The U.S. House of Representatives has voted to approve a series of psychedelics and marijuana amendments as part of spending bills, and a Democratic congressman is again seeking to revise separate measures to end cannabis testing for federal workers.
On the same day that a Senate committee passed a marijuana banking bill, the House took up amendments to appropriations legislation that were recently cleared for floor consideration by the Rules Committee.
Both psychedelics measures were attached to a spending bill covering the Department of Defense (DOD) in voice votes on Wednesday.
One, sponsored by Reps. Morgan Luttrell (R-TX) and Dan Crenshaw (R-TX), would provide $15 million in funding for DOD to carry out “Psychedelic Medical Clinical Trials.” The second amendment, from Crenshaw alone, lays the parameters for the trials, which would involve active duty service members with post-traumatic stress disorder (PTSD) or traumatic brain injuries (TBI). The Defense Health Agency would need to send a report to Congress with its findings.
Notably, a Democratic congresswoman argued against the proposal, citing DOD concerns about trials involving active duty service members.
Luttrell said ahead of the voice vote on his amendment that he can “personally attest to the benefits in treating post-traumatic stress, traumatic brain injury and chronic traumatic encephalopathy through the use of psychedelic substances.” The congressman, who is a military veteran, has previously disclosed his own experience with psychedelic-assisted therapy.
“There’s a stigma that exists within the [House] that I believe stems from a lack of education experience around the clinical use of plant-based, or psychedelic, medications,” he said. “I understand that when many of my colleagues hear the word ‘psychedelics,’ they think of mushrooms and so on. This isn’t what we are talking about today.”
Watch the House floor discussion and debates on the two psychedelics amendments—with one unrelated measure in between—in the video below:
“Unfortunately, the stigma has led to the slow or no adoption of medical procedures that may have saved countless lives, and our service members, veterans and first responders,” Luttrell said. “It is our duty to explore all options when the lives of our nation’s most precious resources our sons, our daughters, our mothers, our fathers, brothers and sisters are at stake.”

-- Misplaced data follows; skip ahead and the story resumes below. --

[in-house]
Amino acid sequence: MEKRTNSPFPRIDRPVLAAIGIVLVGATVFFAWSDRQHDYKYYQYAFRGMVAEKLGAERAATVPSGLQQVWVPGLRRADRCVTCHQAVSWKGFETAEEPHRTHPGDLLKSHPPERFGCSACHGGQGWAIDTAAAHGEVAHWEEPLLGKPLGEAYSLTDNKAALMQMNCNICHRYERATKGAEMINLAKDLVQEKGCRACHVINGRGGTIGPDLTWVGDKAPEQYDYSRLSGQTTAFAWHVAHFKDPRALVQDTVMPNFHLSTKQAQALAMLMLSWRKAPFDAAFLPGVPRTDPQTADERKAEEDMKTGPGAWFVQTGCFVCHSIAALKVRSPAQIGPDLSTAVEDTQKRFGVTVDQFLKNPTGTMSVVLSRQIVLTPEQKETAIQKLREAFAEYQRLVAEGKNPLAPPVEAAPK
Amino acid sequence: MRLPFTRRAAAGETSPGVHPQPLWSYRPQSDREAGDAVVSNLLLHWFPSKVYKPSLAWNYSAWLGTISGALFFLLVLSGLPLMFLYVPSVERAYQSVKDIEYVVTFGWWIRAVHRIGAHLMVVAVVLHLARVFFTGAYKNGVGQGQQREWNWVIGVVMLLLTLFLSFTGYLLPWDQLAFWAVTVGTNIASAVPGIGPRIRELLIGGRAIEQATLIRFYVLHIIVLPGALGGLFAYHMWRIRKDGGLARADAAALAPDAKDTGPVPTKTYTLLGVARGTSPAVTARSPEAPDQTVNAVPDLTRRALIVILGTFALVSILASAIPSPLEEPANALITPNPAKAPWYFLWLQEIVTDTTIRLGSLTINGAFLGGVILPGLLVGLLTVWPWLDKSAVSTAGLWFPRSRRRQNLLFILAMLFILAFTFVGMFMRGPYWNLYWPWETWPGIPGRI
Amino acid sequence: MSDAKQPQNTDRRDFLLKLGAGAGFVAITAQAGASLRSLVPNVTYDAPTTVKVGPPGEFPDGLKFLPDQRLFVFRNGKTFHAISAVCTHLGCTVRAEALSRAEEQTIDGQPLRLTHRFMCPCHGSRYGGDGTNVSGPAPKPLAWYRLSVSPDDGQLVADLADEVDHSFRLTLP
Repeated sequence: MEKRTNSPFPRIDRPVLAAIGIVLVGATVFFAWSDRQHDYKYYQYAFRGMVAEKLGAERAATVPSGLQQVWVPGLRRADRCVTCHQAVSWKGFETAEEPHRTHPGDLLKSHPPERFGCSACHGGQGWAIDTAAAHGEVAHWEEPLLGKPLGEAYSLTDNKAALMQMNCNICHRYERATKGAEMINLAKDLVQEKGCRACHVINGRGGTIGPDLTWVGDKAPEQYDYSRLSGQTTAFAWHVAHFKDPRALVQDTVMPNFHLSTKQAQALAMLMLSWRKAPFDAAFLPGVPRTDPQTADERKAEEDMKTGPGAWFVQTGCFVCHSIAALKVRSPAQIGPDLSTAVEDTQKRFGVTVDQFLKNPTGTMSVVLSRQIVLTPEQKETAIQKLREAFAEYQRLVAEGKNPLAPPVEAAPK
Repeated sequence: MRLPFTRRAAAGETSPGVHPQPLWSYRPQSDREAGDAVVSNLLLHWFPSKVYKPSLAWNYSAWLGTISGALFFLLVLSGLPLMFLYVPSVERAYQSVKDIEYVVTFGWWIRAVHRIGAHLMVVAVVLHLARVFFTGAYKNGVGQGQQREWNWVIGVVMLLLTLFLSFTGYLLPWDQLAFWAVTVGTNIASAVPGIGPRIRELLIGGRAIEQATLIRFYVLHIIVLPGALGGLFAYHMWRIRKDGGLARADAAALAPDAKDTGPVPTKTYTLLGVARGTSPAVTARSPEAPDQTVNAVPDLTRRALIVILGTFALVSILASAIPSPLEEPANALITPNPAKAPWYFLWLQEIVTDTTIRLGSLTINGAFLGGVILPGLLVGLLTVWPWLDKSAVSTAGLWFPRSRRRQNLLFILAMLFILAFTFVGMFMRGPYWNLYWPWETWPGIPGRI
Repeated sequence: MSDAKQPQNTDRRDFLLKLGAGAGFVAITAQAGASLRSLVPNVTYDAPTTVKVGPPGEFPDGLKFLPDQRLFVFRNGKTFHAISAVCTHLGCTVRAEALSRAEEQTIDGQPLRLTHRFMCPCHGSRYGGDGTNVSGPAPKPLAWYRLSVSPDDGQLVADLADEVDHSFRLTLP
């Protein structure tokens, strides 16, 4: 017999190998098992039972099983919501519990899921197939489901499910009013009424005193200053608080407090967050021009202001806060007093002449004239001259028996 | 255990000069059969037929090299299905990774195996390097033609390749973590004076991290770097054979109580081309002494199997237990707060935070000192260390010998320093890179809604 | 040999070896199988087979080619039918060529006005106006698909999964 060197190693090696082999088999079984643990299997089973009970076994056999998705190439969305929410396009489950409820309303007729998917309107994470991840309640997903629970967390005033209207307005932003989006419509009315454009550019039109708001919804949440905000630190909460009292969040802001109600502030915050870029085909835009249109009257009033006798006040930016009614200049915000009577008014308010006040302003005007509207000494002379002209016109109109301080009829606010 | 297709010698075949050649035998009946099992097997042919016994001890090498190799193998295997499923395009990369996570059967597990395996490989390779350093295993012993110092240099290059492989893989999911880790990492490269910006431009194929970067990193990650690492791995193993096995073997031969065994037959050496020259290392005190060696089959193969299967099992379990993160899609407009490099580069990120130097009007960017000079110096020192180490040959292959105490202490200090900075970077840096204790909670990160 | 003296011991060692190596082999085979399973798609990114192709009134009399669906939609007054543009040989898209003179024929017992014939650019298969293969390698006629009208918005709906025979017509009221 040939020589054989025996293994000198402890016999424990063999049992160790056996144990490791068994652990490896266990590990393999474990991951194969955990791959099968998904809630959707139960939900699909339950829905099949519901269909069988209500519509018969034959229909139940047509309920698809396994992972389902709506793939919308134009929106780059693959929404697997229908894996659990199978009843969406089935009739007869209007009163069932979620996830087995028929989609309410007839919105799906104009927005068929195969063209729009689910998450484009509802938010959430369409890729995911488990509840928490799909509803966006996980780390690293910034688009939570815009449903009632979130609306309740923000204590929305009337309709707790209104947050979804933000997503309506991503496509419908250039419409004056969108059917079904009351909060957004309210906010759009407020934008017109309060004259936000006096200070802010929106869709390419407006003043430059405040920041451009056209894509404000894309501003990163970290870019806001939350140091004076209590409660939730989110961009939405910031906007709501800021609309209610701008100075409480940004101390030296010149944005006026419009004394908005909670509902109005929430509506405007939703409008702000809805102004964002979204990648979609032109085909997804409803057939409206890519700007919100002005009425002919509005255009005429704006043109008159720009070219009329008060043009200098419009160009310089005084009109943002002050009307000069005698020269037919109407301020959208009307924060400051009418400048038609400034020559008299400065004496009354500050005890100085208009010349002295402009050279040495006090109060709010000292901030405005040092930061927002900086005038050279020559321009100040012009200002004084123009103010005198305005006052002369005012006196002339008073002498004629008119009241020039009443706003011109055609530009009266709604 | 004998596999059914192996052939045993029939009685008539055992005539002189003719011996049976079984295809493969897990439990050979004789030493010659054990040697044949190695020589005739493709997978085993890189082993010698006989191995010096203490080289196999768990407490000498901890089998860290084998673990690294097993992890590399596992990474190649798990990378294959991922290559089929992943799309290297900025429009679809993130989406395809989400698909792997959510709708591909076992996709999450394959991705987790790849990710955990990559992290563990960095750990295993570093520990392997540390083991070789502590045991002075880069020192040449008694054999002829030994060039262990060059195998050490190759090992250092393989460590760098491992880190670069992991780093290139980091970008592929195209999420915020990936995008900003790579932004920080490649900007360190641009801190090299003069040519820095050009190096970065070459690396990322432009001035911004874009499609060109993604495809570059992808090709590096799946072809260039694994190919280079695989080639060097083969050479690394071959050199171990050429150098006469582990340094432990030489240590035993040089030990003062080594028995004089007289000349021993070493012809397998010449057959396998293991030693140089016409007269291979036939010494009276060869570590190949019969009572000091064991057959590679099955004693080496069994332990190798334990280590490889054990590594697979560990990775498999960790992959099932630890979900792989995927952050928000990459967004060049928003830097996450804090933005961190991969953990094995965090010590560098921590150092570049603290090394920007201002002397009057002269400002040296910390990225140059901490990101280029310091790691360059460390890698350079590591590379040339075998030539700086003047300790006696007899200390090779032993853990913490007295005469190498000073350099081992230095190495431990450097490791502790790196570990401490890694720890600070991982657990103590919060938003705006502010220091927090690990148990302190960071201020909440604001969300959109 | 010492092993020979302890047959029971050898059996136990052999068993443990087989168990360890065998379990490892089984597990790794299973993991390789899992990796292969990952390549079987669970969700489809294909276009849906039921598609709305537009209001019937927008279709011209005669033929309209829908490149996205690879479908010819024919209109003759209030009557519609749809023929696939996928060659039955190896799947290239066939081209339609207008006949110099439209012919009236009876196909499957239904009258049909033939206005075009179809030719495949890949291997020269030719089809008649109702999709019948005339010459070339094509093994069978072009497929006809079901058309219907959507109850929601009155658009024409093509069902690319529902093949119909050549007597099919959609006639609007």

Rep. Betty McCollum (D-MN) then rose in opposition to the amendment, saying that while she doesn’t “oppose the study of many of these drug” and has supported research into medical cannabis, she’s against the proposal due to administrative and logistical concerns that she attributed to DOD.
“The department is concerned about a study involving active service members,” she said. “They acknowledge—and I’m glad that they do—that the benefits are being pursued by veterans. The implementation for active duty service members would be much more challenging at this time because it involves a question around clearances, legal hurdles and logistics [that] would just appear to hamper the success of a pilot program or study with active duty.”
“For this reason, the Defense Health Agency does not believe it could even be implemented,” she said. “I support working with the Department of Veterans Affairs to look at anything we can do to help welcome our service men and women home to find the help that they need, but currently with the way that this is amendment is written, I reluctantly cannot support the gentleman’s amendment.”